Events
  • Artist Anna Craycroft, of the current exhibition Tuning the Room in Ben Maltz Gallery, in discussion with artist and curator Micah Silver.

  • Emily Thorpe's art work addresses the twisting formation of memory through spatial relations and moments of domesticity. She will be presenting a solo exhibition for her Graduate Thesis at The Bolsky Gallery, Otis College of Art & Design, on view February 20 to February 25, 2017. There will be a closing reception on Saturday, February 25, 6-9pm.

  • You can easily spot The Little Friends of Printmaking in a crowd—their inky hands and clothes are a dead giveaway. Their work is just as distinctive. JW & Melissa Buchanan first made a name for themselves through their silkscreened concert posters, but soon branched out into further fields, designing fancy junk for whoever would pay them money. In addition to their work as illustrators and designers, they've continued their fine art pursuits through exhibitions, lectures, and artists’ residencies, spreading the gospel of silkscreen to anyone inclined to listen.

  • "In publishers’ terms, Shock and Awe – a hefty, intellectual book about glam rock – is timely." - Jude Rogers, The Guardian

  • Solmaz Sharif

    Mar 01| Lectures
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    Solmaz Sharif’s first collection, Look, was recently published by Graywolf Press and is a 2016 National Book Award finalist. Her poetry has appeared in the New Republic, Granta, Poetry, and other journals. Her first collection, Look, was recently published by Graywolf Press. A former Stegner Fellow, she is currently a lecturer at Stanford University and lives in the Bay Area.

  • Join us on Thursday, March 2nd for an evening of conversation and exploration! Connect with fellow alumni, see friends, tour our new buildings, and meet President Ferguson at this Alumni Night reception. It will be a casual and fun evening and we hope you can join us. 

    The evening includes:

    A beer and wine reception 

    Introduction of the new Director of Alumni Relations Phil Scanlon

    Campus tour

    Visits to the Anna Craycroft exhibit at the Ben Maltz Gallery and Millard Sheets Library

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  • Brendan Folwer was born 1978, Berkeley, California and lives and works in Los Angeles. His solo exhibitions include New Portraits (2017), Richard Telles Fine Art, Los Angeles, Portraits (2016), Mathew, New York and New Pictures, Six Sampler Works, and Benches (2015), Richard Telles Fine Art, Los Angeles.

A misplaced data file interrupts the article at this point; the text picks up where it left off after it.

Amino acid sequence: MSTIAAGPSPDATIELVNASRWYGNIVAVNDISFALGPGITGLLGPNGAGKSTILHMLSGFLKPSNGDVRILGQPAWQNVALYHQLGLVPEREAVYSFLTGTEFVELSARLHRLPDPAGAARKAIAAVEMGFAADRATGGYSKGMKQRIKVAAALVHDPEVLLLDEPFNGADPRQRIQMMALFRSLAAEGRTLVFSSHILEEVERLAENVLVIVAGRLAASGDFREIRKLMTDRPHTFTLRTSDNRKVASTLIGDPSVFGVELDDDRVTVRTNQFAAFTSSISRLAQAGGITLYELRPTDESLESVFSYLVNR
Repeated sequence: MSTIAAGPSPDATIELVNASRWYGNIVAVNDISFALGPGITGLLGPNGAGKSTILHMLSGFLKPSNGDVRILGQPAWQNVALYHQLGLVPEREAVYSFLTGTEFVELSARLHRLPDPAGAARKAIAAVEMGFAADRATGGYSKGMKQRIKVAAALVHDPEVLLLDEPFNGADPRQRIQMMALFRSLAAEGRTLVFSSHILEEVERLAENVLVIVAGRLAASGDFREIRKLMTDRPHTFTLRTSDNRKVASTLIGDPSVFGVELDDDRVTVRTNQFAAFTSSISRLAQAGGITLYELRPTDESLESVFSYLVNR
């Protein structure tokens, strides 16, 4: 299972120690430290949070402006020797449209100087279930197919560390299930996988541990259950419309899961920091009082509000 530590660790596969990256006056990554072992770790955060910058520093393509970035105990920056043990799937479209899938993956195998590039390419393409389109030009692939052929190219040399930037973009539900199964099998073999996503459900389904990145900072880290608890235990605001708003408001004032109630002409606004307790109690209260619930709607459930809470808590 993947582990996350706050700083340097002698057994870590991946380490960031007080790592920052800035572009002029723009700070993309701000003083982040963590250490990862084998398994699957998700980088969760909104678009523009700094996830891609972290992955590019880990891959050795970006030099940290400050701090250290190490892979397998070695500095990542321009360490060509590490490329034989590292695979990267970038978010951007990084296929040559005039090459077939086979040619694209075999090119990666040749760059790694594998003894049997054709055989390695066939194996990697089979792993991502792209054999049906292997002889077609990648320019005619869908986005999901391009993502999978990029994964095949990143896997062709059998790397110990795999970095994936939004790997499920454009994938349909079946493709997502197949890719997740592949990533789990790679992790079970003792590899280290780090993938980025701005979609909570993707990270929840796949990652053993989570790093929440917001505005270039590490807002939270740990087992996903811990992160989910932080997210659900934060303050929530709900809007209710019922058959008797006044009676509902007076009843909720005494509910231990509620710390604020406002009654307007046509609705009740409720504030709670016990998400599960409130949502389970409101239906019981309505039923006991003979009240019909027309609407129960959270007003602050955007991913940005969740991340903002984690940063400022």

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Whitney BIennial includes Otis alumnus and faculty member

John Mason, Joel Otterson

The Whitney Museum's Biennial opens Friday, March 7, and includes work by alumnus John Mason ('57) and faculty member Joel Otterson. Both artists blur the difference between art and craft.

Mason's abstract clay sculptures completed over the last six decades have contributed to changing the medium. From 1957-1965, Mason focused on exploring the physical properties of clay—its possibilities as well as its limitations, constantly experimenting with plasticity, pushing clay to its technical limits, and developing innovative firing techniques. His tall vertical sculptures, huge wall reliefs, cross forms and geometric shapes explore symmetry, rotation, mass, and the integration of color and form. His interest in primitive art is manifested in the mysterious and totemic quality of many of his works. L.A. art critic Suzanne Muchnic, writing for ArtNews, describes his position:A major figure in ceramic sculpture, Mason emerged in the mid-1950s as one of the leaders of a revolution that transformed clay from a craft to a fine art medium … In his latest work, Mason has proved himself a master builder and sculptor who knows how to get the most out of a relatively simple three-dimensional form.”  As John Coplans writes, “he is not only capable of endowing his massive images with a rich complexity of associative values, but in helping to free ceramics from its long tradition of vessel form and intimate scale he has persuasively demonstrated the flexibility of a hitherto limited material.”

 

Joel Otterson scours swap meets for found objects that become part of his assemblages. For the past 30 years, he has made sculpture that combines aspects of domestic handicraft with traditional sculptural materials such as copper pipe, woodworking, pottery, porcelain, china, earthenware, concrete, marble, and stained glass. Using quilting, lacemaking, and sewing, traditionally associated with feminine crafts, Joel turns these humble materials into muscular art. He was one of the youngest artists ever selected for a one-person exhibition in the Projects Room of the Museum of Modern Art, N.Y. (1987), and has been included in both the 1993 Venice Biennale, and "Made in L.A," the first California biennial held at the Hammer Museum, L.A. "Brancusi would be one of my favorite artists and influences. I make everything myself. I also love decorative arts, furniture, dinnerware, and architecture, because it’s all about living. My influences are eclectic, and for me it speaks about our “postmodern” world and especially about being American. I am very interested in how an inanimate object can trigger an emotion."



 

 

 

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